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Page 57 text:
THE ORIOLE 53 and brought the score to 7 to 0. The noise made by the rooters sounded a dull roar in his ears except occasionally when one side made a good play and its rooters would cheer it the more loudly. At the end of the first half Bartly was brought to life by hearing his name called; Allen was hurt and he was to play. In the first play he was given the ball and made fifteen yards. The ball was now in Rockwood’s territory. In the next play St. Mary’s fumbled and Rockwood recovered the ball, but had to punt out of danger. St. Mary’s now had the ball on their third yard line. Bartly dropped back as if to punt, instead he threw a sixty-vard pass to Cardwell, and after a series of line plunges St. Mary’s made a touchdown. The rooters went wild. Bartly was playing a brilliant game, being everywhere, tackling good, and playing a game never equaled on St. Mary’s held. A touchdown was made, but Johnson failed to kick goal; that left the score 7 to 6 in favor of Rockwood, and there were only forty minutes to play. Rockwood kicked off. and it was St. Mary’s ball on their own twenty-yard line. Bartly threw a pass which took them down the held twenty yards more. There were only forty seconds to play; they could not possibly make a touchdown in that time. There was only one chance left — a drop-kick. Would the line hold? Could he kick against that freshening breeze? It was a chance to win, however, so it was tried. He dropped back to kick, the ball was snapped, the line broke, but the ball sailed high over the heads of the on- coming Rockwood players and on over the crossbar. The whistle sounded. St. Mary’s had won by two points. Bartly was hoisted to the shoulders of the boys and carried at the head of the snake dance, and he was supremely happy for he had play- ed against Rockwood and had won. Roby Sutherland, ’ 25 .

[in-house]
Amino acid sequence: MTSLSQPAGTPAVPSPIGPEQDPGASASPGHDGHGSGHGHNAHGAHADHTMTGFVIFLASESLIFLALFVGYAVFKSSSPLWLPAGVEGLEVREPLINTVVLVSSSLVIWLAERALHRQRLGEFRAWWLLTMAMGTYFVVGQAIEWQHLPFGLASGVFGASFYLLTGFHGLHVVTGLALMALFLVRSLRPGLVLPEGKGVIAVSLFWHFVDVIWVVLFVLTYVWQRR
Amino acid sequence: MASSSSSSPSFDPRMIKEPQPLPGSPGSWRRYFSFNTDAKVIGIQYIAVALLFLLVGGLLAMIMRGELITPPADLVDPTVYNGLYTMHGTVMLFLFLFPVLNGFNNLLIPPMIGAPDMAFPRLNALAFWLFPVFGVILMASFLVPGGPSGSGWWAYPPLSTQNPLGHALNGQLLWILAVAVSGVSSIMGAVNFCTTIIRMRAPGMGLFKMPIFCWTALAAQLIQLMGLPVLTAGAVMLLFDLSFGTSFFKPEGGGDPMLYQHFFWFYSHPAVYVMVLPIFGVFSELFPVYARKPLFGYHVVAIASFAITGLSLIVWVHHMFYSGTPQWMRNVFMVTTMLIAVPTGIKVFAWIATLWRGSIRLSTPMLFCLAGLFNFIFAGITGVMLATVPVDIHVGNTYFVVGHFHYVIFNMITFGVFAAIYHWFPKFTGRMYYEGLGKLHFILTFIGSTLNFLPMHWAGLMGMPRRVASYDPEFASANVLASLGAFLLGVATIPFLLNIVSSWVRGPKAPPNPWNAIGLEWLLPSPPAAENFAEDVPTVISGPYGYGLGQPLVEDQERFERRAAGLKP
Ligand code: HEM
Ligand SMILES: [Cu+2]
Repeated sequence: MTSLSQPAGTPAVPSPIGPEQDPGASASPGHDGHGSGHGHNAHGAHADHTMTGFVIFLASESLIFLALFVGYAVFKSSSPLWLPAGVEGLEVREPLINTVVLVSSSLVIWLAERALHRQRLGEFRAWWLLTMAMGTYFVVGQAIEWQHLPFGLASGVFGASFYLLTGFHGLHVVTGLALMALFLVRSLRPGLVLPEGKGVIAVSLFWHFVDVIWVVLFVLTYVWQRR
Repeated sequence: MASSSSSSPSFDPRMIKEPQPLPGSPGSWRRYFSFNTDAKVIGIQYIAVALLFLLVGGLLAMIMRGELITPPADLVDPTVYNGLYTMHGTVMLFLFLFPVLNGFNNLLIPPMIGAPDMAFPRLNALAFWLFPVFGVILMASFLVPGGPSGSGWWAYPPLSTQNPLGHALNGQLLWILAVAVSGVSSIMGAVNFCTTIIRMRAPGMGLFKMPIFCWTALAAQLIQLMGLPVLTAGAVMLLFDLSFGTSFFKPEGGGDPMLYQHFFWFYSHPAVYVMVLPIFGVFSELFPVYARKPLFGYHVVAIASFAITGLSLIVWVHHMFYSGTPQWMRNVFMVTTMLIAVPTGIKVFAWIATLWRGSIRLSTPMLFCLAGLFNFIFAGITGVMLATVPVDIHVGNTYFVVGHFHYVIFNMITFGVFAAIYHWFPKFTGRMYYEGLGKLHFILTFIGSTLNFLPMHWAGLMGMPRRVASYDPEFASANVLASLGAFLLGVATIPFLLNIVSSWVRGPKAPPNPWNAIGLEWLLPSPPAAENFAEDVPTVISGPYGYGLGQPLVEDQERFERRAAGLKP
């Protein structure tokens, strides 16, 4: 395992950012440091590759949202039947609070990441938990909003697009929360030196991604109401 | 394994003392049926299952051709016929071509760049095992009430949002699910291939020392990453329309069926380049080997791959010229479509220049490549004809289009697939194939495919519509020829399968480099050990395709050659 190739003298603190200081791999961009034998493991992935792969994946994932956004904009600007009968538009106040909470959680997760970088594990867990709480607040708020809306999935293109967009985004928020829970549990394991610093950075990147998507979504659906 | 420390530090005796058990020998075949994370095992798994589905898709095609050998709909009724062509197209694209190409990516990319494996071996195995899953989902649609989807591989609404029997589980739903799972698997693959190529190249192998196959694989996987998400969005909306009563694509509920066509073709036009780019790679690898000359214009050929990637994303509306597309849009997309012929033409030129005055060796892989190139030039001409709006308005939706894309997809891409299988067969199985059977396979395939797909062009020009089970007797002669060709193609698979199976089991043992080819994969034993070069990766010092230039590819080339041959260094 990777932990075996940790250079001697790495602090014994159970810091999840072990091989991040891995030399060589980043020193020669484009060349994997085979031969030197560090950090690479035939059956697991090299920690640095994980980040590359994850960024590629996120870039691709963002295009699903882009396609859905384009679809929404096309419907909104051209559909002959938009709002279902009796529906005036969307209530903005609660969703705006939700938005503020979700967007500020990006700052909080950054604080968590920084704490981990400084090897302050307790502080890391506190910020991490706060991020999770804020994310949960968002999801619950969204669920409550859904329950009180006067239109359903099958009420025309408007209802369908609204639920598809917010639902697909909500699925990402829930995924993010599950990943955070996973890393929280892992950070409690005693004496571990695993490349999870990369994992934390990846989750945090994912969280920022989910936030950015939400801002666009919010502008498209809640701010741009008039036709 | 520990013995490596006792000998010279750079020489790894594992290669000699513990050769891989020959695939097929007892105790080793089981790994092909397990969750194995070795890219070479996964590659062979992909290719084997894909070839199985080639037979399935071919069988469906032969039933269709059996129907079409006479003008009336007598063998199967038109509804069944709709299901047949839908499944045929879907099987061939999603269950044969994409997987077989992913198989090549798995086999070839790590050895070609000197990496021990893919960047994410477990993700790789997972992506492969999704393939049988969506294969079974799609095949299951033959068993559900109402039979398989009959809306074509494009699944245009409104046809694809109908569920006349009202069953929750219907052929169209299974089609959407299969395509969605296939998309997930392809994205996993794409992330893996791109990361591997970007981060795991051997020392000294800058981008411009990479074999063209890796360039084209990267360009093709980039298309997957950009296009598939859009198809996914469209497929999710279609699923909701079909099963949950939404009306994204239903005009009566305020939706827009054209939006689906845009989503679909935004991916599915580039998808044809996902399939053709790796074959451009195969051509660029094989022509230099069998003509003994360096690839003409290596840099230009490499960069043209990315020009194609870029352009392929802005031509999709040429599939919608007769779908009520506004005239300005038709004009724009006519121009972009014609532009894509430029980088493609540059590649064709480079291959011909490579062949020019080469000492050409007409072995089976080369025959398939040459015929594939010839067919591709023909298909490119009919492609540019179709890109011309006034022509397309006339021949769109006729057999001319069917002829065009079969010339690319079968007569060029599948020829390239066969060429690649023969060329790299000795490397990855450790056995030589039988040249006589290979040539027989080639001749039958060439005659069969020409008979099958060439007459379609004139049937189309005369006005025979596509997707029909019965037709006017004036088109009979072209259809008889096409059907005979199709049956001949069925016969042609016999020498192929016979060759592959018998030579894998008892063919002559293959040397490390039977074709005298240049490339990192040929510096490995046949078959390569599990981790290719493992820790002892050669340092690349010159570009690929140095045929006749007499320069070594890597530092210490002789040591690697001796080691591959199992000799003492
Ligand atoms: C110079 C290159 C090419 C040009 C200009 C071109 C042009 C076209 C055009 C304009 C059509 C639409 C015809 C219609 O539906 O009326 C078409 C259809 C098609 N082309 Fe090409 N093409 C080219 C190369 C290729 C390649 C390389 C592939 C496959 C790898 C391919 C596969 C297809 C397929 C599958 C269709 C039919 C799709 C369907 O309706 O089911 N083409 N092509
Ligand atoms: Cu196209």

Page 56 text:
52 THE ORIOLE The Drop-Kick I T was a clear crisp day, late in November — an ideal day for football. The bleachers surrounding the gridiron of St. Mary’s were packed. People were standing along the side-lines waiting for t he greatest game of the season to be played, the greatest because it was to be played between the ancient rivals, St. Mary’s and Rockwood. Last year Rockwood had won, and all the players on St. Mary’s team were going to play their best. The whistle blew, a hush fell over the field as Johnson of St. Mary’s kicked off, far into Rockwood’s territory. Every one was cheering and enjoying the game except James Bartly, who was sitting on the substitute bench. Apparently he was watching the game, but his mind was on something else. He was thinking over his past life at St. Mary’s. He had come there as a freshman four years past, and had tried for the football team, but did not even make the second team that year. In his sophomore year he played on the sec- ond eleven and got to play in some of the smaller games. He came back to St. Mary’s the next year thinking he would be a member of the first team, but something was lacking. He worked mechanically and put neither pep nor drive into his plays. Thus his third year passed with him not nearer the first team than before, and the one ambition of every St. Mary’s man was to play against Rockwood and to win. When he reported for practice the first afternoon, in his last year at St. Mary’s, the coaches had seen a change in him. He was trying for the same position as usual, right half-back. It was found that he could drop-kick especially well and the choaches had said that if he kept the pep up he started with, he would make the first team. So the first game played be- tween the Scrubs and the Varsity found Bartly playing on the Varsity. During the season he had made a fine record and then in the third game before the big game with Rockwood, while playing unusually well, he was carried off the field with a badly hurt knee. When at last he reported for practice it was three days before the Rockwood game and Allen had been chosen to play in his place. And now he watched the game being played instead of playing. Early in the first half, a Rockwood end caught a forward pass and made a touchdown. Then Rockwood kicked a goal
Page 58 text:
54 THE ORIOLE Life — what is it? Ah! who knows? Just a visit, I su ' ppose. Joy and sorrow For a while, Then tomorrow Time’s gone by. Youth — the morning, M an hood — noon . Age — the evening; Death comes soon. Shines a light To guide us; then ’Tis not far to Home again. Linda Conduff, ' 22.
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